Predictors of change in relationship satisfaction during the transition to parenthood

Tea Trillingsgaard, Katherine J.W. Baucom, Richard E. Heyman

Research output: Contribution to journalArticle

Abstract

Couple-focused interventions have shown limited success at preventing relationship satisfaction decline in couples during transition to parenthood. More knowledge on what constitutes relationship risk may inform future practice. This study investigated the role of underexplored individual and contextual risk factors through interactive and additive models. Participating couples (N=228) completed questionnaires during pregnancy and at 6 and 30 months postpartum. The authors used bootstrapped Bayesian information criterion analyses to select significant and reliable predictors of change in relationship satisfaction within three predefined sets of factors representing components of the vulnerability-stress-adaptation model. Anxiety and depression symptoms during pregnancy, shorter length of the relationship, and lower levels of constructive communication predicted declines in relationship satisfaction from pregnancy to 30-months postpartum. When these risk factors were combined, additive rather than interactive risk models were supported. Practical implications of additive risk factors are discussed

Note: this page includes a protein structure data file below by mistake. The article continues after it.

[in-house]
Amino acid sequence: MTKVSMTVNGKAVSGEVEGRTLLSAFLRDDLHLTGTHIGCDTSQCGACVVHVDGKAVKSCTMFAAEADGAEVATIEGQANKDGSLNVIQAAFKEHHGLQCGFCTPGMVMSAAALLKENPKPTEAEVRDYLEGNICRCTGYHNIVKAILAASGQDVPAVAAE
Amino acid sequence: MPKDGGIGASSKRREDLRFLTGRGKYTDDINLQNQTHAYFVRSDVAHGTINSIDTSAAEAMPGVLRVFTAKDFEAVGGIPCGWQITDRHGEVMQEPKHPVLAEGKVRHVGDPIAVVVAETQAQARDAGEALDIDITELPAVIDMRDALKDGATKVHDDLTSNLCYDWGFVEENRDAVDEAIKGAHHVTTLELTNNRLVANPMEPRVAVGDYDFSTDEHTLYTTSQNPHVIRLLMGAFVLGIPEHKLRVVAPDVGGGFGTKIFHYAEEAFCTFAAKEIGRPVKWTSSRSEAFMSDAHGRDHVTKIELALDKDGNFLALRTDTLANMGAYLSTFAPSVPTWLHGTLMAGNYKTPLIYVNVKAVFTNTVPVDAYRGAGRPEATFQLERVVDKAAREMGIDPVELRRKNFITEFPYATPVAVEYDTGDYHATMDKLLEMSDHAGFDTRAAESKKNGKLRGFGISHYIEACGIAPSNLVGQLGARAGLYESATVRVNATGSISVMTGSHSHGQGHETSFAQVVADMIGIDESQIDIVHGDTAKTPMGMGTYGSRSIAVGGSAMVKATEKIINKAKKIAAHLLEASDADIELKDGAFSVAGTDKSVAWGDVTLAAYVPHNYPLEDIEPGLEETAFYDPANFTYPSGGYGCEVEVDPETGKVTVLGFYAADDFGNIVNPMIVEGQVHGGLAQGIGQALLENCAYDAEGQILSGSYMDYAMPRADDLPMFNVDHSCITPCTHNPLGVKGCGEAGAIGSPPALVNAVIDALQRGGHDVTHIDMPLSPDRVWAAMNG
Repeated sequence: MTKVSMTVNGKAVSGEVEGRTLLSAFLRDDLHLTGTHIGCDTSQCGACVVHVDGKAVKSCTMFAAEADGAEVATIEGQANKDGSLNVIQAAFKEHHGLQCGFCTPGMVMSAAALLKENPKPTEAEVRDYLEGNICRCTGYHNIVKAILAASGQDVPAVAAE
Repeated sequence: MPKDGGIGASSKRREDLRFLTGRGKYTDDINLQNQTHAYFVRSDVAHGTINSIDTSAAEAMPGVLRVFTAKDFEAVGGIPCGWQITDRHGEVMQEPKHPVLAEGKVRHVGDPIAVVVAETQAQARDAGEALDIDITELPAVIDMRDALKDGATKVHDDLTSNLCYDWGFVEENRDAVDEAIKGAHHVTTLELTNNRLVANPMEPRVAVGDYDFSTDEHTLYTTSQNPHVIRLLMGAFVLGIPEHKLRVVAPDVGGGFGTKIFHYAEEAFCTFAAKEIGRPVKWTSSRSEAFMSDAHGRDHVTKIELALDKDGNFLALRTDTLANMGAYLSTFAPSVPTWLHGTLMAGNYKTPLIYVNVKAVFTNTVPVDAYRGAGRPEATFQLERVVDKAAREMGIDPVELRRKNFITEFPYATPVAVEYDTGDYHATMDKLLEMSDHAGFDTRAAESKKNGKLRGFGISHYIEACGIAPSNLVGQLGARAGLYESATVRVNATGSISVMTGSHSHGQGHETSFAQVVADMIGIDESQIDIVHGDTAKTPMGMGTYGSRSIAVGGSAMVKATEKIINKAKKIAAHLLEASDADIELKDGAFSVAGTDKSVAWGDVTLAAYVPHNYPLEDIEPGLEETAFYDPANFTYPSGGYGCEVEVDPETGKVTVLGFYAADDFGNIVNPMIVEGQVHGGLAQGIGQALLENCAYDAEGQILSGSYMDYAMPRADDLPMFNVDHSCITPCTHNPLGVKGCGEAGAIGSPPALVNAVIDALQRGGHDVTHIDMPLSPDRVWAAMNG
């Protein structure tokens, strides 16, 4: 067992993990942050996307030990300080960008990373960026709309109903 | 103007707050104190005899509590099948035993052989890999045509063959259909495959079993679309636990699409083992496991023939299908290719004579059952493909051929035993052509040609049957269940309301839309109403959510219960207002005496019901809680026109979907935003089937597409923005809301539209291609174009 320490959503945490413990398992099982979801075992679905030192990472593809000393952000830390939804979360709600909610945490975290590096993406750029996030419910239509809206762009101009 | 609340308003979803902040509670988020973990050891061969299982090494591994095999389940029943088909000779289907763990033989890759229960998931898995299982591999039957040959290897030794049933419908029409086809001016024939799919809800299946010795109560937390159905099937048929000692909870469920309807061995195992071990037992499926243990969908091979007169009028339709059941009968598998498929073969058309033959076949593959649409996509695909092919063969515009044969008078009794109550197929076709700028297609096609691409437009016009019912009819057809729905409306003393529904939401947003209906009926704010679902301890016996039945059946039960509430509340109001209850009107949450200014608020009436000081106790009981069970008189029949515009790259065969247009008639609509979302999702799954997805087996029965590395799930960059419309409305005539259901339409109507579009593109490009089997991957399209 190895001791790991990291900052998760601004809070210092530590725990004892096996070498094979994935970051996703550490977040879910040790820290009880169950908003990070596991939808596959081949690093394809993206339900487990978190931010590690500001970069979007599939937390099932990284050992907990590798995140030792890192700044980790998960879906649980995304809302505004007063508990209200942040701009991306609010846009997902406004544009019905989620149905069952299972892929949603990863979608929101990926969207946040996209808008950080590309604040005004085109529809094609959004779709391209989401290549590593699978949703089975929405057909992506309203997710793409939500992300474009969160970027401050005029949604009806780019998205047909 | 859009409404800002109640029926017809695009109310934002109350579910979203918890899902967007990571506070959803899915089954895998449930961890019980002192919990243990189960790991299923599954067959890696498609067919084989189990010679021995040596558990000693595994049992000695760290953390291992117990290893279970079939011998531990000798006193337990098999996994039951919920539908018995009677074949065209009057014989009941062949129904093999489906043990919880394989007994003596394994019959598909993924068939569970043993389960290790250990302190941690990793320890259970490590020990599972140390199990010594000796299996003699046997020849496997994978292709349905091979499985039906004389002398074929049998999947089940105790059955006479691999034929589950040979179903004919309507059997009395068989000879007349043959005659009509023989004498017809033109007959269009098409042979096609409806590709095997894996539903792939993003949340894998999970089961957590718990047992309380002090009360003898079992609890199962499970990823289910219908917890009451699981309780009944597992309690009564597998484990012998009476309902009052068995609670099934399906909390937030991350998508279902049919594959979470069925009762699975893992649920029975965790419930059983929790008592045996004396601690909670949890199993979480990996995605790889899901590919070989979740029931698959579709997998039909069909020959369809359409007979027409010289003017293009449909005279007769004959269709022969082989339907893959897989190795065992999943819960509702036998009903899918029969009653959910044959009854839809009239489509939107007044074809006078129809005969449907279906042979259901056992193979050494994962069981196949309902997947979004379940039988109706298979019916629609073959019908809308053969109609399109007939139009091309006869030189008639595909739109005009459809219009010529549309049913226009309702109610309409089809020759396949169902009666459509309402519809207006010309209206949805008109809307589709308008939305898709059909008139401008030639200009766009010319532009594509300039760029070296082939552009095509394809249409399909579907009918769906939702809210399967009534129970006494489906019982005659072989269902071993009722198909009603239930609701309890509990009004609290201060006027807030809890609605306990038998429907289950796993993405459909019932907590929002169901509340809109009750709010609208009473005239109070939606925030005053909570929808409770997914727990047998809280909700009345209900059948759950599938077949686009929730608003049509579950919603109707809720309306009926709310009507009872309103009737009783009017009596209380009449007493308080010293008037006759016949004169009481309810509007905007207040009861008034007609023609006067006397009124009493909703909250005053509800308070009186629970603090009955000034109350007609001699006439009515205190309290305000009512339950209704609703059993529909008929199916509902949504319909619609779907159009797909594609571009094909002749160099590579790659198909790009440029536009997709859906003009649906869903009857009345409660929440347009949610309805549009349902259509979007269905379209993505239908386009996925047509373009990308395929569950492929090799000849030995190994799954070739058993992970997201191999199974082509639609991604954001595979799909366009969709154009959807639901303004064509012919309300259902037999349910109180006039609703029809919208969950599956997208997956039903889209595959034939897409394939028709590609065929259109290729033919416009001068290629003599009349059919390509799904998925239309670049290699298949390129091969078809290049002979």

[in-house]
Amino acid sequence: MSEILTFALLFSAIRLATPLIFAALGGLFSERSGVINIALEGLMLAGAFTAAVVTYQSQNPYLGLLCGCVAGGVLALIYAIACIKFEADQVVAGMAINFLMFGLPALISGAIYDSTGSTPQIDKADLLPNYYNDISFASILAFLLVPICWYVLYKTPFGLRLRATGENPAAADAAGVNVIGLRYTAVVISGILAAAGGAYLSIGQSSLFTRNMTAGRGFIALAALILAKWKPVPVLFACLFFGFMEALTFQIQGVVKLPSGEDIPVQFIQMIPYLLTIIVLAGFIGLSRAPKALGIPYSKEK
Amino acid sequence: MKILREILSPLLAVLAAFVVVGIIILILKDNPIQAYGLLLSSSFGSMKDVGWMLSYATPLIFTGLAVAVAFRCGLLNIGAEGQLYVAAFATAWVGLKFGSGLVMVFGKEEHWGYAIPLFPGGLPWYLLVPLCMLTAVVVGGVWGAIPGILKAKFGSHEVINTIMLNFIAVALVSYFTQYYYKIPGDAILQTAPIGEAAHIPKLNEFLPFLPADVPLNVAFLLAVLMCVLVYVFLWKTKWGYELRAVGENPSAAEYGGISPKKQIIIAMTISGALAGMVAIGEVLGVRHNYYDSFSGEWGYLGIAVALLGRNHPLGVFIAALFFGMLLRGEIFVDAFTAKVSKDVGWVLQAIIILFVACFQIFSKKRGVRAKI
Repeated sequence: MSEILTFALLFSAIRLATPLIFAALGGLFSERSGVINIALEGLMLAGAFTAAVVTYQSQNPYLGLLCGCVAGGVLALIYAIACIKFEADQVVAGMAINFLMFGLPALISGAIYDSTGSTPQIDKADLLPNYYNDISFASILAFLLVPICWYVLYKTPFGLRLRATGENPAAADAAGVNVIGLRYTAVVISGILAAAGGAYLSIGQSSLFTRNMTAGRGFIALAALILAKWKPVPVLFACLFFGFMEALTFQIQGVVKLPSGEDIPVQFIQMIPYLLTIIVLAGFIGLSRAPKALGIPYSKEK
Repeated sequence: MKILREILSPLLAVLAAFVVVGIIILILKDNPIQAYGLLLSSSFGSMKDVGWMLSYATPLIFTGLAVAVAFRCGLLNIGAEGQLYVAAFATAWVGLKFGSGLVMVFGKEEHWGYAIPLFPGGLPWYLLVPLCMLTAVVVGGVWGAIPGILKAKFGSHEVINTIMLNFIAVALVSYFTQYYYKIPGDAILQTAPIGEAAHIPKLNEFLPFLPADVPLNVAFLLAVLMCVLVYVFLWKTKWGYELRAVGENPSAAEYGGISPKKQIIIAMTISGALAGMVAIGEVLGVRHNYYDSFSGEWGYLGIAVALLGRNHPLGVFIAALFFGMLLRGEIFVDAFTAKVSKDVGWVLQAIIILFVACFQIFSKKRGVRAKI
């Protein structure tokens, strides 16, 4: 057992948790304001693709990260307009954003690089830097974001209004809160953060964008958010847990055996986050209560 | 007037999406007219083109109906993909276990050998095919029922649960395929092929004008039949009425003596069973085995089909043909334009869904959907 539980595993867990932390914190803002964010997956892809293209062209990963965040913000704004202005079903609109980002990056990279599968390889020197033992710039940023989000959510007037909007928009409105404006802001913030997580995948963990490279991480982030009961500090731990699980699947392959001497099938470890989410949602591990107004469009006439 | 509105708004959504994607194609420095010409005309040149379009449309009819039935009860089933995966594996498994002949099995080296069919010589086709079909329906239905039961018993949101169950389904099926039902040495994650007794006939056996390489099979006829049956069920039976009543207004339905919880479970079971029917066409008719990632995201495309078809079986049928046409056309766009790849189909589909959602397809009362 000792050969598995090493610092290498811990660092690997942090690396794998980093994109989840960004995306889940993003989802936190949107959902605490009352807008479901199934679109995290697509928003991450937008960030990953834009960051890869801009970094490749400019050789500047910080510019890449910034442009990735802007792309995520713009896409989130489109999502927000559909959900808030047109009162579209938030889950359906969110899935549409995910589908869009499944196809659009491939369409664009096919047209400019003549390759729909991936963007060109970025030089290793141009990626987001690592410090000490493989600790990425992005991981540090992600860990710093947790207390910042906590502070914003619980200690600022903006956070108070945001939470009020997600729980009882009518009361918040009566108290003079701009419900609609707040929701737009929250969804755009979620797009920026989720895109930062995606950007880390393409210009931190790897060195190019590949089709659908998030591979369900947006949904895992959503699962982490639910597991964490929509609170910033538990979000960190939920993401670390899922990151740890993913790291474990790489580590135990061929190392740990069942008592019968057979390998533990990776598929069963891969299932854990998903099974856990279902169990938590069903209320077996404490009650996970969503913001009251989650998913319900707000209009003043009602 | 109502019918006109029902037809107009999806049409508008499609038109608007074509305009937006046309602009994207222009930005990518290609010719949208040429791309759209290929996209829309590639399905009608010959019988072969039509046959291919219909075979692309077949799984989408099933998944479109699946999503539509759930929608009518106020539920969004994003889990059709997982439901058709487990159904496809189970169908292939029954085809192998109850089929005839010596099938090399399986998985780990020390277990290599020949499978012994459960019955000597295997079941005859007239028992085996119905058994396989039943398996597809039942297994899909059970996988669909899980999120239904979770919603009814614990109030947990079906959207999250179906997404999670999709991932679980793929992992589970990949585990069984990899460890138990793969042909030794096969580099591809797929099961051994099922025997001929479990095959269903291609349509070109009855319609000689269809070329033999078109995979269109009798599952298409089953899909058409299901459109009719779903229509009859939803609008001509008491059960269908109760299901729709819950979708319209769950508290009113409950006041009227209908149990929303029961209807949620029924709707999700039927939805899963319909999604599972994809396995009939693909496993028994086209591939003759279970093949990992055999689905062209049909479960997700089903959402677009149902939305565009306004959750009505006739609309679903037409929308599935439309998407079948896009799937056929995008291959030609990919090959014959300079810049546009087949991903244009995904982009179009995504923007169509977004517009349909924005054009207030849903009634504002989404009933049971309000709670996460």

Original languageEnglish (US)
Pages (from-to)667-679
Number of pages13
JournalFamily Relations
Volume63
Issue number5
DOIs
StatePublished - Dec 1 2014

Keywords

  • Communication
  • Couple relationship
  • Mental health
  • Pregnancy
  • Relationship satisfaction
  • Transition to parenthood

ASJC Scopus subject areas

  • Education
  • Developmental and Educational Psychology
  • Social Sciences (miscellaneous)

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